Repeated reading is a reading strategy whereby students read a text multiple times until a desired level of fluency is achieved. Fluency is the ability to read connected text rapidly, smoothly and effortlessly with little conscious attention to the mechanisms of reading such as decoding. Research has shown that repeated reading builds reading fluency. Fluency serves as a bridge between decoding words and comprehension.
A study was done that reviewed the literature for fluency used during developmental and remedial instruction and concluded that teachers should use fluency instruction more often because of its benefits to reading. In addition, fluency in oral reading has been shown to predict comprehension better than some measures of reading comprehension that are direct such as questioning and retelling.
Repeated reading has numerous benefits. The repeated reading method with its iterative cycles of reading provides the required practice for struggling, non-fluent readers. Research has also shown that the fluency gained from one session of repeated reading has been found to carry forth to future sessions. It has also been discovered that after several sessions of repeated reading a student becomes more articulate.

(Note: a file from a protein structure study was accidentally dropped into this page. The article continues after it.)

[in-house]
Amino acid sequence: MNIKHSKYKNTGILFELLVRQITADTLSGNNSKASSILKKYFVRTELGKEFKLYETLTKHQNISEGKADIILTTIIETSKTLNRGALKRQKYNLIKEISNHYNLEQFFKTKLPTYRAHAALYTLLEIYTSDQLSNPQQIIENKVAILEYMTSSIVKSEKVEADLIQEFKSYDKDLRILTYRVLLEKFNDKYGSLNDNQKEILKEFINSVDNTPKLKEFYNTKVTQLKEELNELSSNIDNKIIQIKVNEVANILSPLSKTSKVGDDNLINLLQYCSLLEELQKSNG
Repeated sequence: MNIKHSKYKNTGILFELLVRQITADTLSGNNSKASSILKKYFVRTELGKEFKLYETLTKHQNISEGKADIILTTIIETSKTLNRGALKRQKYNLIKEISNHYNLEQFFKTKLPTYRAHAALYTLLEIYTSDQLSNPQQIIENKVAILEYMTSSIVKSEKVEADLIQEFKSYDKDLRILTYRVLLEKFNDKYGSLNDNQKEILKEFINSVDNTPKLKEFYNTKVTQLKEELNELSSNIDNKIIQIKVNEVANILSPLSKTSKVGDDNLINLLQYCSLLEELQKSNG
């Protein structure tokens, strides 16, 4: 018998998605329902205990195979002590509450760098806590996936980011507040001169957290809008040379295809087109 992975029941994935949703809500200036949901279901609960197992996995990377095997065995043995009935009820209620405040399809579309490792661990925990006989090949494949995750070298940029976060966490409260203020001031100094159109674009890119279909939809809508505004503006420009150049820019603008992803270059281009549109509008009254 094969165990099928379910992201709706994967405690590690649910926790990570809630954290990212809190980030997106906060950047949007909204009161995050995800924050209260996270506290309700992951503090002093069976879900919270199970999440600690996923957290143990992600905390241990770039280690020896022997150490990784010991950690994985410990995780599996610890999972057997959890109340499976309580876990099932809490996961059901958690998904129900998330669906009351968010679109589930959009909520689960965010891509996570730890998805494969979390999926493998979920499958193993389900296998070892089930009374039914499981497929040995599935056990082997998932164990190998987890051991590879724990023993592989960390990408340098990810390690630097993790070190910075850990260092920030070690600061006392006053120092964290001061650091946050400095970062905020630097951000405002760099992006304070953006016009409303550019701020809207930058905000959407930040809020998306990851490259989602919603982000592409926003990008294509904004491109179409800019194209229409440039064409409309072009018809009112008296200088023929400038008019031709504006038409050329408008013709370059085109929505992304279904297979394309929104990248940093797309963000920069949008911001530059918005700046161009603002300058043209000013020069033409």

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Despite improving on a student's overall reading fluency, repeated reading also improves a student's comprehension ability. Research has demonstrated that multiple reading of a single passage reinforces all levels of the written language structure. Repeated reading gives the poor reader a much needed chance to practice higher linguistic structure.
In addition, repeated reading increase the word per minute (wpm) of a student. Research has shown that there is a steady increase in the reading score of students who participate in repeated reading. Repeated reading also assists non-fluent readers to build automatic word identification skills.
Another positive influence of repeated reading is that it helps students to be more confident in their reading and more motivated to read. In this regard, repeated reading influences a student's reading-oriented self-esteem. Generally, repeated reading is successful since by reading the same text over and over again, the number of word recognition errors decrease, the speed of reading increases and oral reading expression improves.